The known ideal shall be repeated in a later painting of the Mother of God with baby Christ, a painting with glowing colouring (Berlin) which constitutes a diptychon in the spirit of devotio moderna with the Portrait of Diego de Guevara (Washington). The Chancellor, a cavalier of the Order of Calatrava, portrayed in deep awe, served the Habsburgs for 40 years and died in 1520. The Portrait of Don Diego can also be found in the background of “Christ Carrying the Cross“ in Moscow, where Francisco Ximenes de Cisneros, the Archbishop of Toledo, talks to him. This work, as well as the Portrait of King Henry VII in London, is considered to be an early copy of Sittow's painting. The composition shows the knowledge of Dürer's graphics.
For a short period Spanish King Carlos I, the future Emperor Karl V (1500-1558), was the employer of Sittow. When he resigned from power he took Sittow's devotional paintings and a wooden sculpture of the Virgin with him to the monastery.
The successful painter surprised everybody in 1517 when he decided to return to his birth place for good. In 1518, he married Dorothie, a daughter of merchant Allunsze. The life of their son Michel was short.
In 1523, Master became the Aldermann of the Guild of Kanut. On May 24 of the following Year of Reformation, he revised the Dominican Monastery with other important people (including Bertold Bomhower, representative of the Great Guild and Butcher Valentin as representative of the Guild of Olav).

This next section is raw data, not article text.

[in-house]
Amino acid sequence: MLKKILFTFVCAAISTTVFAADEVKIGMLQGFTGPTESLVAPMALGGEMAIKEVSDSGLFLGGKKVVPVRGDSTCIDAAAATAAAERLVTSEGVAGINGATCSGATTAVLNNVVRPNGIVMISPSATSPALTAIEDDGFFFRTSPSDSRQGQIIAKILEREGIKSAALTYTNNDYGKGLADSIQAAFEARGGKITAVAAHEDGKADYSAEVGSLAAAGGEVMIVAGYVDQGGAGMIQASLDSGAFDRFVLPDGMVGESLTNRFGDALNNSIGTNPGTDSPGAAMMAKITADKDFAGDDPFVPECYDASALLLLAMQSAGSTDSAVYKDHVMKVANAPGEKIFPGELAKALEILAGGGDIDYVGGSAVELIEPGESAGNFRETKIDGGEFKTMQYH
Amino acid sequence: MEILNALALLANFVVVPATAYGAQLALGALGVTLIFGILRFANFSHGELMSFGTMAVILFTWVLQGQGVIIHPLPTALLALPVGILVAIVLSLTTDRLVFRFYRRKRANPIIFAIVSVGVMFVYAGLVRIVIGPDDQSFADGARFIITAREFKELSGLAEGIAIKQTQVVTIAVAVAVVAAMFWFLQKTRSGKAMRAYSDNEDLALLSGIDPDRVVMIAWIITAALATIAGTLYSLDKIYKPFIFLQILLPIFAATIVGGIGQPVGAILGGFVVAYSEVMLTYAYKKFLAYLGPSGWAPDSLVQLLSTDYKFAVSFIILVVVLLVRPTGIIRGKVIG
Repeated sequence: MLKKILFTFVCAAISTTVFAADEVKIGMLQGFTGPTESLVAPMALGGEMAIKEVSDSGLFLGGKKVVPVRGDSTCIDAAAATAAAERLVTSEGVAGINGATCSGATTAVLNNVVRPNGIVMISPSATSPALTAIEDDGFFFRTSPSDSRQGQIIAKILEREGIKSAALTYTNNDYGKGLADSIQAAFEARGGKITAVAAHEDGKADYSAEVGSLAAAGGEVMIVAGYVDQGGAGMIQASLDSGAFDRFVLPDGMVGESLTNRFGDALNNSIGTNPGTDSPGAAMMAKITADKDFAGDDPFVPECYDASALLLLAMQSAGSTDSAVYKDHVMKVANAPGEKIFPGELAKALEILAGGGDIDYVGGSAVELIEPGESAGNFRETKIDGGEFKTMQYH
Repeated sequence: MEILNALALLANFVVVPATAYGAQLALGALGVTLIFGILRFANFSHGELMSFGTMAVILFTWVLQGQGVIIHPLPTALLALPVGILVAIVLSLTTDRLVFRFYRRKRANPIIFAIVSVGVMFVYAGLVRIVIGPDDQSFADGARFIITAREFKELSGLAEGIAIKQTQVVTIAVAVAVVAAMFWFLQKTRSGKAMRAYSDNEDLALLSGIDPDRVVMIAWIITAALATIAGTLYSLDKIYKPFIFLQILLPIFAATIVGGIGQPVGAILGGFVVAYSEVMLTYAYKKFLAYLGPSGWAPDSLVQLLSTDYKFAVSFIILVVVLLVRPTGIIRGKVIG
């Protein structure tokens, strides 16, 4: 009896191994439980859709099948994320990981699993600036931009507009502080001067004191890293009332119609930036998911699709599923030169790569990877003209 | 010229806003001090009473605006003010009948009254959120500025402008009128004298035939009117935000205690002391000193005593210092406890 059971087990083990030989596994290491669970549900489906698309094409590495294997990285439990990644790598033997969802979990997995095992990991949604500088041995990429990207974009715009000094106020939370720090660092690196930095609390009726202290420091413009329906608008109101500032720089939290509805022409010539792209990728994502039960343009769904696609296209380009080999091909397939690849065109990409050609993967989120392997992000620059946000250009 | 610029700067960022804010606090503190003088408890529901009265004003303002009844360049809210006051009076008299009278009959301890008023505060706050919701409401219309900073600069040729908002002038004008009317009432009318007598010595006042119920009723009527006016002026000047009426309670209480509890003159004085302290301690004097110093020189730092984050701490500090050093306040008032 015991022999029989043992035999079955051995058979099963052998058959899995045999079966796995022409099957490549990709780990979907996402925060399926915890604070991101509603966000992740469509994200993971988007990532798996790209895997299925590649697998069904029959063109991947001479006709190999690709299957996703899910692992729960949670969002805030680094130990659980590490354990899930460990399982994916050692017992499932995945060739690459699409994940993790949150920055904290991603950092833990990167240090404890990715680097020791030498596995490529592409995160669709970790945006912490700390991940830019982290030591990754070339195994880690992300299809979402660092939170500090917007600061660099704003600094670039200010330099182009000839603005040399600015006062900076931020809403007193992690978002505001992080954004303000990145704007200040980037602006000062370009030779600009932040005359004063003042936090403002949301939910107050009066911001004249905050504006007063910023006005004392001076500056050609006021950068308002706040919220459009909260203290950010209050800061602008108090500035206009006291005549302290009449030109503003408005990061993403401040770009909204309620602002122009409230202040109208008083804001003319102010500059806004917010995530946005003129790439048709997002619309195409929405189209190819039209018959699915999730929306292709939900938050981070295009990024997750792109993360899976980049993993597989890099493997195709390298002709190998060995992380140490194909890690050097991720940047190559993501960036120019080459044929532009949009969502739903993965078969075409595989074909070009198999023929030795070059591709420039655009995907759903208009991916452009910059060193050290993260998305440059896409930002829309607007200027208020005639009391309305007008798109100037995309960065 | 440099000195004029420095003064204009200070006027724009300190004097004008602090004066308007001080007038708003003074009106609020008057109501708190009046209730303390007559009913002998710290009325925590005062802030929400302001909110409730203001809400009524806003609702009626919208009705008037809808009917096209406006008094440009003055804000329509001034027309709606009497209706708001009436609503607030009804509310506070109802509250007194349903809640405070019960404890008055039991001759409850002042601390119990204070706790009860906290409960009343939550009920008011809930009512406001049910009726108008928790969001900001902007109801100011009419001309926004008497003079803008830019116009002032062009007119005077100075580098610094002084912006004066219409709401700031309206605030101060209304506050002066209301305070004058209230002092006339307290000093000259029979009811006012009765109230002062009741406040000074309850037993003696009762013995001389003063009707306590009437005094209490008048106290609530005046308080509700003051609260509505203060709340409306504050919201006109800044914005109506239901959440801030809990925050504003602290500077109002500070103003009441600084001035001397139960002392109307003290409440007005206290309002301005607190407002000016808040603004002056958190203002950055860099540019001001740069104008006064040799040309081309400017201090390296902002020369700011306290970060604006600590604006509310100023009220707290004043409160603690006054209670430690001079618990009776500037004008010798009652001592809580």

Kindlasti ei pooldanud ta pildirüüstet, mille puhang oli 14. septembril 1524 a .
He certainly was not in favour of the devastation of paintings, which sprouted in Tallinn on Sept 14, 1524. Michel Sittow (Syttow, Sydu, Zittoz, Syttau…) died in Tallinn at the end of 1525.
The works he created in his home town have not been preserved, although there is information about alter pictures (ordered by the goldsmiths of Tartu in 1520), craved statues for the clocks of St. Nicholas Church (1518) and the painting decorating the facade of the Guild of Kanut. Now and again, complicated gilding work was ordered from him, however, sometimes his jobs demanded rather the skills of a decorator.
The Portrait of Man, located in the Hague since 1945 (approx. 1510) has the coat of arms of the Lipharts on the back side and at some point it belonged to Ernst von Liphart's collection in Raadi. The painting was exhibited in St. Petersburg in 1918.
The dendro-chronological analysis of the other paintings' panels shows that the oak they are made of originates from the Baltics, but it was widely used in the Netherlands.
To sum it up we may only be happy that a remarkable painter and a cosmopolite was born in Tallinn. In addition to the subtle sense of colours and the late Gothic realism influenced by pantheism, his paintings reflect the sculptor's training (obtained in Tallinn). In the mature phase of his work he approached the Italian Renaissance Arts.
Nowadays the owners of Michel Sittow's works are the Royal Palace and the Museum of Lázaro Galdiano in Madrid, major art galleries in cities like Washington, Detroit, Los Angeles, London, the Hague, Vienna, Copenhagen, Berlin, Paris, Bucharest, Milan and Moscow.
Pursuant to various archive documents, researches have called him Michiel (1839), Miguel Sithium (1902), in the first decades of the 20th century Master Michel. Since 1939, the name Michel Sittow has been used the most.
The works of the Master have evoked interest in the researchers of different continents. The most well-known of the many of them are Max Friedländer, Paul Johansen, Jazeps Trizna, Martha Wolff, Else Kai Sass, Matthias Weniger and Chiyo Ishikawa.
Legends, including the assumption of Johansen, about the conflict of Sittow with his jealous colleagues in Tallinn, became the topic of a novel by Jaan Kross. Anu Mänd has proved that Michel was recognised as Master at Christmas 1506, without requiring the year of apprenticeship. Other Estonian art researchers who have published articles about Michel Sittow are Mai Lumiste, Rain Rebas and among others, the author,
by Helena Risthein